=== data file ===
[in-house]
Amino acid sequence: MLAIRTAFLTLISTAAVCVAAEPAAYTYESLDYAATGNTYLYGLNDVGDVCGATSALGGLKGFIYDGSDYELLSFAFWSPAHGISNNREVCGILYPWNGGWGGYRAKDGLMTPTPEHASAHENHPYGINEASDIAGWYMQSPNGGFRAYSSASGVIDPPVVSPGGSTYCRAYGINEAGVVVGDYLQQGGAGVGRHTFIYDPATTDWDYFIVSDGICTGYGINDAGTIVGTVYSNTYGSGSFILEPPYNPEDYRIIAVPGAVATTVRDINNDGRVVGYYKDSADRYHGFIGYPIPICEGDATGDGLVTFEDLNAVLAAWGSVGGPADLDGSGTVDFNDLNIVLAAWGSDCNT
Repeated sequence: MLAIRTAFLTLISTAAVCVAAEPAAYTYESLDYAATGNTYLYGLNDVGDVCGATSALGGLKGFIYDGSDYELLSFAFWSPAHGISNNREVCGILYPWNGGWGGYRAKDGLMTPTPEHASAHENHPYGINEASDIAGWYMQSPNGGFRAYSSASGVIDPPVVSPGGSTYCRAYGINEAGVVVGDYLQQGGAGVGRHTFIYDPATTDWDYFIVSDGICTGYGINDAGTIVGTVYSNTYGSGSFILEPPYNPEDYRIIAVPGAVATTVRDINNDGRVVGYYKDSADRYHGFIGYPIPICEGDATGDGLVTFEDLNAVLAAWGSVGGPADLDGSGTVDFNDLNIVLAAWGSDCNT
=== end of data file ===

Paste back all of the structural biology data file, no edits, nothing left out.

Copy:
[in-house]
Amino acid sequence: MLAIRTAFLTLISTAAVCVAAEPAAYTYESLDYAATGNTYLYGLNDVGDVCGATSALGGLKGFIYDGSDYELLSFAFWSPAHGISNNREVCGILYPWNGGWGGYRAKDGLMTPTPEHASAHENHPYGINEASDIAGWYMQSPNGGFRAYSSASGVIDPPVVSPGGSTYCRAYGINEAGVVVGDYLQQGGAGVGRHTFIYDPATTDWDYFIVSDGICTGYGINDAGTIVGTVYSNTYGSGSFILEPPYNPEDYRIIAVPGAVATTVRDINNDGRVVGYYKDSADRYHGFIGYPIPICEGDATGDGLVTFEDLNAVLAAWGSVGGPADLDGSGTVDFNDLNIVLAAWGSDCNT
Repeated sequence: MLAIRTAFLTLISTAAVCVAAEPAAYTYESLDYAATGNTYLYGLNDVGDVCGATSALGGLKGFIYDGSDYELLSFAFWSPAHGISNNREVCGILYPWNGGWGGYRAKDGLMTPTPEHASAHENHPYGINEASDIAGWYMQSPNGGFRAYSSASGVIDPPVVSPGGSTYCRAYGINEAGVVVGDYLQQGGAGVGRHTFIYDPATTDWDYFIVSDGICTGYGINDAGTIVGTVYSNTYGSGSFILEPPYNPEDYRIIAVPGAVATTVRDINNDGRVVGYYKDSADRYHGFIGYPIPICEGDATGDGLVTFEDLNAVLAAWGSVGGPADLDGSGTVDFNDLNIVLAAWGSDCNT